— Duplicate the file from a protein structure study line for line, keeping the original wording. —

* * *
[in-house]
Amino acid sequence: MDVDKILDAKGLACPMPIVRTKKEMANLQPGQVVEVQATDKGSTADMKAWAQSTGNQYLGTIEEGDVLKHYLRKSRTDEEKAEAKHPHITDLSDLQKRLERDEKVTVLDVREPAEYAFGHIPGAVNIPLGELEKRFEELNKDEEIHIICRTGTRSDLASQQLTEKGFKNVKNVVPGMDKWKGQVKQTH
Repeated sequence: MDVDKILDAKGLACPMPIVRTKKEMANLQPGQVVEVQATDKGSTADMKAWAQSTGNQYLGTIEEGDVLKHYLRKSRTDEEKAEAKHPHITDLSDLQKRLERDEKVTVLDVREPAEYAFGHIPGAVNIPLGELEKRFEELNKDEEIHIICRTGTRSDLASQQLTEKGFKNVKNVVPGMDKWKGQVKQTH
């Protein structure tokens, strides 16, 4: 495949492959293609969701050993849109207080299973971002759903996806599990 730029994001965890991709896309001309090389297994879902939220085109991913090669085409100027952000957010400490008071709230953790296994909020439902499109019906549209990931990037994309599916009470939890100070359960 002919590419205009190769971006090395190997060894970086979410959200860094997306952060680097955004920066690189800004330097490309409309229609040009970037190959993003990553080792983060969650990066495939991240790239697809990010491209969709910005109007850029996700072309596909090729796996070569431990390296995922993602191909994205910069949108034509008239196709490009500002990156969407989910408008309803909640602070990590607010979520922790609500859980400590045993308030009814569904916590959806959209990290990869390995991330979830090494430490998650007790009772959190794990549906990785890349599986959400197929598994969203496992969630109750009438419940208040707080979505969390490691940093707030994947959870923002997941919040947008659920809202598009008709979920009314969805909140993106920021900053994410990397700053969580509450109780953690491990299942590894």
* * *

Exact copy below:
[in-house]
Amino acid sequence: MDVDKILDAKGLACPMPIVRTKKEMANLQPGQVVEVQATDKGSTADMKAWAQSTGNQYLGTIEEGDVLKHYLRKSRTDEEKAEAKHPHITDLSDLQKRLERDEKVTVLDVREPAEYAFGHIPGAVNIPLGELEKRFEELNKDEEIHIICRTGTRSDLASQQLTEKGFKNVKNVVPGMDKWKGQVKQTH
Repeated sequence: MDVDKILDAKGLACPMPIVRTKKEMANLQPGQVVEVQATDKGSTADMKAWAQSTGNQYLGTIEEGDVLKHYLRKSRTDEEKAEAKHPHITDLSDLQKRLERDEKVTVLDVREPAEYAFGHIPGAVNIPLGELEKRFEELNKDEEIHIICRTGTRSDLASQQLTEKGFKNVKNVVPGMDKWKGQVKQTH
């Protein structure tokens, strides 16, 4: 495949492959293609969701050993849109207080299973971002759903996806599990 730029994001965890991709896309001309090389297994879902939220085109991913090669085409100027952000957010400490008071709230953790296994909020439902499109019906549209990931990037994309599916009470939890100070359960 002919590419205009190769971006090395190997060894970086979410959200860094997306952060680097955004920066690189800004330097490309409309229609040009970037190959993003990553080792983060969650990066495939991240790239697809990010491209969709910005109007850029996700072309596909090729796996070569431990390296995922993602191909994205910069949108034509008239196709490009500002990156969407989910408008309803909640602070990590607010979520922790609500859980400590045993308030009814569904916590959806959209990290990869390995991330979830090494430490998650007790009772959190794990549906990785890349599986959400197929598994969203496992969630109750009438419940208040707080979505969390490691940093707030994947959870923002997941919040947008659920809202598009008709979920009314969805909140993106920021900053994410990397700053969580509450109780953690491990299942590894």